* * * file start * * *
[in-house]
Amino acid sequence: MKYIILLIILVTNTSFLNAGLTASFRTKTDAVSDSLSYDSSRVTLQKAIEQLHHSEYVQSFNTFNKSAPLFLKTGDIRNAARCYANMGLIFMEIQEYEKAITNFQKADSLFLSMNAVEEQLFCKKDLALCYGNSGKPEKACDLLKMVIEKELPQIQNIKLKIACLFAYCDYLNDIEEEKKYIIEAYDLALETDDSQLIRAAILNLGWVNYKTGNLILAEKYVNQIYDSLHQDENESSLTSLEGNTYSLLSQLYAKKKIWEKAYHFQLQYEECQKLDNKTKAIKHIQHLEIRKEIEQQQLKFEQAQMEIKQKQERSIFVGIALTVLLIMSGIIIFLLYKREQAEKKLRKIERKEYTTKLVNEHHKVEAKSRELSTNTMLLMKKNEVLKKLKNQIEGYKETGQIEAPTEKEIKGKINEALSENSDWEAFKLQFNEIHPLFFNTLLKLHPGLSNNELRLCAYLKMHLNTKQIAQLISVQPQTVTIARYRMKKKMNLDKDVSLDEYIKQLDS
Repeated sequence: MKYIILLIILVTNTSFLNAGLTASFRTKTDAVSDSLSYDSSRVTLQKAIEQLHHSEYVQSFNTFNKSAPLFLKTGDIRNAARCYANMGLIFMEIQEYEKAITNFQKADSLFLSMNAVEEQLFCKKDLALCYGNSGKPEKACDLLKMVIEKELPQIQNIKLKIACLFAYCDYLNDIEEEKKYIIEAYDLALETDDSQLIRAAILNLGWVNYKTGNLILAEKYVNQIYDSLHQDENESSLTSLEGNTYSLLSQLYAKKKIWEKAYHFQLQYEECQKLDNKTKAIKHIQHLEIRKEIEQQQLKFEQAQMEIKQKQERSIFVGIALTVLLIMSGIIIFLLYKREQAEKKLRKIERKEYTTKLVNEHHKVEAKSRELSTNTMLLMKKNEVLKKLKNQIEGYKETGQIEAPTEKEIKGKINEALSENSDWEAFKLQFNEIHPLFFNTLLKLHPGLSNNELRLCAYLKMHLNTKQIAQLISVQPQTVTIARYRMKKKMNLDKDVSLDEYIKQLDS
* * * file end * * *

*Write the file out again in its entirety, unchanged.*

[in-house]
Amino acid sequence: MKYIILLIILVTNTSFLNAGLTASFRTKTDAVSDSLSYDSSRVTLQKAIEQLHHSEYVQSFNTFNKSAPLFLKTGDIRNAARCYANMGLIFMEIQEYEKAITNFQKADSLFLSMNAVEEQLFCKKDLALCYGNSGKPEKACDLLKMVIEKELPQIQNIKLKIACLFAYCDYLNDIEEEKKYIIEAYDLALETDDSQLIRAAILNLGWVNYKTGNLILAEKYVNQIYDSLHQDENESSLTSLEGNTYSLLSQLYAKKKIWEKAYHFQLQYEECQKLDNKTKAIKHIQHLEIRKEIEQQQLKFEQAQMEIKQKQERSIFVGIALTVLLIMSGIIIFLLYKREQAEKKLRKIERKEYTTKLVNEHHKVEAKSRELSTNTMLLMKKNEVLKKLKNQIEGYKETGQIEAPTEKEIKGKINEALSENSDWEAFKLQFNEIHPLFFNTLLKLHPGLSNNELRLCAYLKMHLNTKQIAQLISVQPQTVTIARYRMKKKMNLDKDVSLDEYIKQLDS
Repeated sequence: MKYIILLIILVTNTSFLNAGLTASFRTKTDAVSDSLSYDSSRVTLQKAIEQLHHSEYVQSFNTFNKSAPLFLKTGDIRNAARCYANMGLIFMEIQEYEKAITNFQKADSLFLSMNAVEEQLFCKKDLALCYGNSGKPEKACDLLKMVIEKELPQIQNIKLKIACLFAYCDYLNDIEEEKKYIIEAYDLALETDDSQLIRAAILNLGWVNYKTGNLILAEKYVNQIYDSLHQDENESSLTSLEGNTYSLLSQLYAKKKIWEKAYHFQLQYEECQKLDNKTKAIKHIQHLEIRKEIEQQQLKFEQAQMEIKQKQERSIFVGIALTVLLIMSGIIIFLLYKREQAEKKLRKIERKEYTTKLVNEHHKVEAKSRELSTNTMLLMKKNEVLKKLKNQIEGYKETGQIEAPTEKEIKGKINEALSENSDWEAFKLQFNEIHPLFFNTLLKLHPGLSNNELRLCAYLKMHLNTKQIAQLISVQPQTVTIARYRMKKKMNLDKDVSLDEYIKQLDS